On a recent earnings call, SFX revealed that when its Mysteryland festival offered a cash-less experience this year with RFID bracelets connected to cash or credit accounts, attendees spent double on merch and concessions than attendees of comparable events. Other fest producers are also in the game, with Front Gate Tickets, a division of Austin-based promoter C3 Presents, rolling out a cashless solution for ticketing clients and C3 events alike, including Counterpoint, RBC Bluesfest, Center of the Universe, and Lollapalooza, along with the just-announced program at ACL.
Both Front Gate’s and Mysteryland’s cashless systems rely on simplicity, making use of RFID (radio frequency identification) technology via the chips already embedded in the wristbands used for festival entry. Front Gate’s turnkey technology sells the tickets, scans at the gates, runs the box office and, now, operates the cashless system, reporting everything together within the Front Gate solution. When fans receive their wristband in the mail, they register for cashless if they choose, entering credit/debit card info and creating a PIN. (Card info is not stored on the chip but, rather, with the credit card company.) On-site, fans order at the counter, tap their wrist, enter their pin, and a receipt is immediately emailed to the patron. While Mysteryland was 100% cashless, Front Gate says about one-third of patrons opt in for cashless at their events where it’s available.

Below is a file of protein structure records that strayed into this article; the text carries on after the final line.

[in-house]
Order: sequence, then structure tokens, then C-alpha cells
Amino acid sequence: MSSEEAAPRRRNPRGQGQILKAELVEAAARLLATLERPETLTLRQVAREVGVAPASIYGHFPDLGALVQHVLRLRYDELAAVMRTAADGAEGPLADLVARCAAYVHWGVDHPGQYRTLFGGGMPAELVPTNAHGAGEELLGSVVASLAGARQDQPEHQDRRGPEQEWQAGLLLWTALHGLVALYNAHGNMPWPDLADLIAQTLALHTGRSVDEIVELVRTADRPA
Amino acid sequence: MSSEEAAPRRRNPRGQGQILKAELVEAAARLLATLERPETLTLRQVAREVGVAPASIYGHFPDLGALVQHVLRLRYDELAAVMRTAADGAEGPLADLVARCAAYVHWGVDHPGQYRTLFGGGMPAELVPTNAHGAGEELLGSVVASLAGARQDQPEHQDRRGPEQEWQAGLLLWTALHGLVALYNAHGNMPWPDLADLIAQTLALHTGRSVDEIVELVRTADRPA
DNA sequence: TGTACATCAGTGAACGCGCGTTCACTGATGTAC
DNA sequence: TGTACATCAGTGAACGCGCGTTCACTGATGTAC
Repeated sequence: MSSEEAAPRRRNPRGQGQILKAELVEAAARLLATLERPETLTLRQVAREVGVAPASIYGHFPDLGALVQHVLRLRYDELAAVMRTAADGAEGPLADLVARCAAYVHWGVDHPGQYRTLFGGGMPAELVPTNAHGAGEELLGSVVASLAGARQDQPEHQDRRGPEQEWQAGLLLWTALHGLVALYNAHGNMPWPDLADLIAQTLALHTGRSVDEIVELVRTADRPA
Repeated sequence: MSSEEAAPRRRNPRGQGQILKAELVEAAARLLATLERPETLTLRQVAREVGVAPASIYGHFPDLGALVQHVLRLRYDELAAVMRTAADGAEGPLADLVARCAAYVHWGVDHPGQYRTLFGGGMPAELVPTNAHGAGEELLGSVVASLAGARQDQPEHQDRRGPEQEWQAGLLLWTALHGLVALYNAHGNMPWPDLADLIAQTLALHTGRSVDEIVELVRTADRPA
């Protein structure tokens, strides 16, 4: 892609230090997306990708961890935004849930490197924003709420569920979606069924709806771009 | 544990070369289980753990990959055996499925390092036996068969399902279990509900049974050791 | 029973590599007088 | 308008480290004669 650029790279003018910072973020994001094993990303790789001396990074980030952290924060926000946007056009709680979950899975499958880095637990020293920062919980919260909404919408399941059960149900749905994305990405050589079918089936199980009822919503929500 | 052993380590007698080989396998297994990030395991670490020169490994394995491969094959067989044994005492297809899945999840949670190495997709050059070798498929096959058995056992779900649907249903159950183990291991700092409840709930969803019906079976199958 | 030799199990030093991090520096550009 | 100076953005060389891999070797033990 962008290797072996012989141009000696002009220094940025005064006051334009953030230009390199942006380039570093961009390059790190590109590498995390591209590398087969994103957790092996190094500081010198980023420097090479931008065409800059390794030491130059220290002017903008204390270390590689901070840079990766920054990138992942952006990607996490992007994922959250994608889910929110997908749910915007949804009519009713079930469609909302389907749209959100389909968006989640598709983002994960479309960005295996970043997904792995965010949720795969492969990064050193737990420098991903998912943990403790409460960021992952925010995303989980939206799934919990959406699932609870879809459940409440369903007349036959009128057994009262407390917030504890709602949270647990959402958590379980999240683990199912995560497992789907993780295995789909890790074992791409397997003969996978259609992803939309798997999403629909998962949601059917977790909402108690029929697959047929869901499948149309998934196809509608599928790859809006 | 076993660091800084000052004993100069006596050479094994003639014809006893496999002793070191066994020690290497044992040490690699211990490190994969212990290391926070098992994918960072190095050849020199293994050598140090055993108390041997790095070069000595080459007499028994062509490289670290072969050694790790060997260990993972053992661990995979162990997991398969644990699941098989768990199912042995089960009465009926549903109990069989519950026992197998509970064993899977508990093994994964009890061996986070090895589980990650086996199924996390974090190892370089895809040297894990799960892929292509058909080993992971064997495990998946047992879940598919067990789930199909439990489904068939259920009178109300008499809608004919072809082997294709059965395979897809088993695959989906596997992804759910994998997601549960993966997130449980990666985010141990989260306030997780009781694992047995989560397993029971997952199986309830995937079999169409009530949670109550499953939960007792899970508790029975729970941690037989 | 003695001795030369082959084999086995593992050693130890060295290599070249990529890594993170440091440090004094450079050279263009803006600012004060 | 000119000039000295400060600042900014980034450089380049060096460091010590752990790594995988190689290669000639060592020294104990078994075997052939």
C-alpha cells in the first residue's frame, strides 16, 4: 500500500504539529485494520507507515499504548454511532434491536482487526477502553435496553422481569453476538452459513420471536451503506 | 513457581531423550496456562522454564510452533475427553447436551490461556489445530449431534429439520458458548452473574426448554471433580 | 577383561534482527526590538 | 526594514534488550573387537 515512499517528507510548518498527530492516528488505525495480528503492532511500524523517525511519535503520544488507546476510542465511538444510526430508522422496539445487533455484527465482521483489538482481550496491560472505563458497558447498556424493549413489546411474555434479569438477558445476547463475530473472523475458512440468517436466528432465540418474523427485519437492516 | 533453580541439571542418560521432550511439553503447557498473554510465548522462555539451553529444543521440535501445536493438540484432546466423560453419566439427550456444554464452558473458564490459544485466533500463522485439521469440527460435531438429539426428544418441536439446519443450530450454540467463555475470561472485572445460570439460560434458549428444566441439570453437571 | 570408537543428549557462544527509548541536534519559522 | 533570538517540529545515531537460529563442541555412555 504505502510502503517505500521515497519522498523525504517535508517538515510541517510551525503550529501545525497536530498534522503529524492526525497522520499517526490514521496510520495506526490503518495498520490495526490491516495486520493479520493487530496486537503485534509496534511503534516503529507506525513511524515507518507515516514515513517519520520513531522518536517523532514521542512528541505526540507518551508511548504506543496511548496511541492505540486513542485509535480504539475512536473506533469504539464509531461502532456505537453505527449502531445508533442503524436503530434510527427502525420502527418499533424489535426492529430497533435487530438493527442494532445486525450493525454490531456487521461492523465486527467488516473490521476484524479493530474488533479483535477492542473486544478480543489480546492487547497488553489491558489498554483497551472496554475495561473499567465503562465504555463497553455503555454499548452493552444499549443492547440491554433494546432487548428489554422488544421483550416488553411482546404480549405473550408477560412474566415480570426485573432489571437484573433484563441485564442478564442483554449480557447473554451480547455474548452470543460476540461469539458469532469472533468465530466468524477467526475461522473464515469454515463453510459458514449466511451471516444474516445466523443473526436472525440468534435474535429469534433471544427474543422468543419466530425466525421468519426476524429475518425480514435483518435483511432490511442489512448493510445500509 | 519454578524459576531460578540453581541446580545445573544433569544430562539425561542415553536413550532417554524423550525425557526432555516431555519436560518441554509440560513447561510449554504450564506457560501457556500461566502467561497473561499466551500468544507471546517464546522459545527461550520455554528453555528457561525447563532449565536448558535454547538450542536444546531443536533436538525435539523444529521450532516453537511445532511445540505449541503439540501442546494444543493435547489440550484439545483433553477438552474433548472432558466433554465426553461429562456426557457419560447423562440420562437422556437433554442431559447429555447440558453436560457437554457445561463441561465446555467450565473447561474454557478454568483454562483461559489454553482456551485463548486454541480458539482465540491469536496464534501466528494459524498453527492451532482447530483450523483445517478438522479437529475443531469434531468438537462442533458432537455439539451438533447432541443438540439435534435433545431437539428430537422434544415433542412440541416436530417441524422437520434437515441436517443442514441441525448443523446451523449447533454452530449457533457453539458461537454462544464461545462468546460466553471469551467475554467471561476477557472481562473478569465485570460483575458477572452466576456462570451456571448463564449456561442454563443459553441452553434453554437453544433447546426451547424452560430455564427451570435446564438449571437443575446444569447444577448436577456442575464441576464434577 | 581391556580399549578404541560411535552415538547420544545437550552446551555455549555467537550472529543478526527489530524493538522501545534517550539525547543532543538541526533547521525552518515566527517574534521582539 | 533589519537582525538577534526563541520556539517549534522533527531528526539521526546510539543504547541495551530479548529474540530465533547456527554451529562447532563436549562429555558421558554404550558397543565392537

SFX partnered with Intellitix and their Intellipay product on the RFID implementation for Mysteryland, with more than 200 points of sale (POS). “It was the first year of the festival, so the number of POS was driven more by factors such as vendors and site layout with regards to the transaction locations,” Smid says.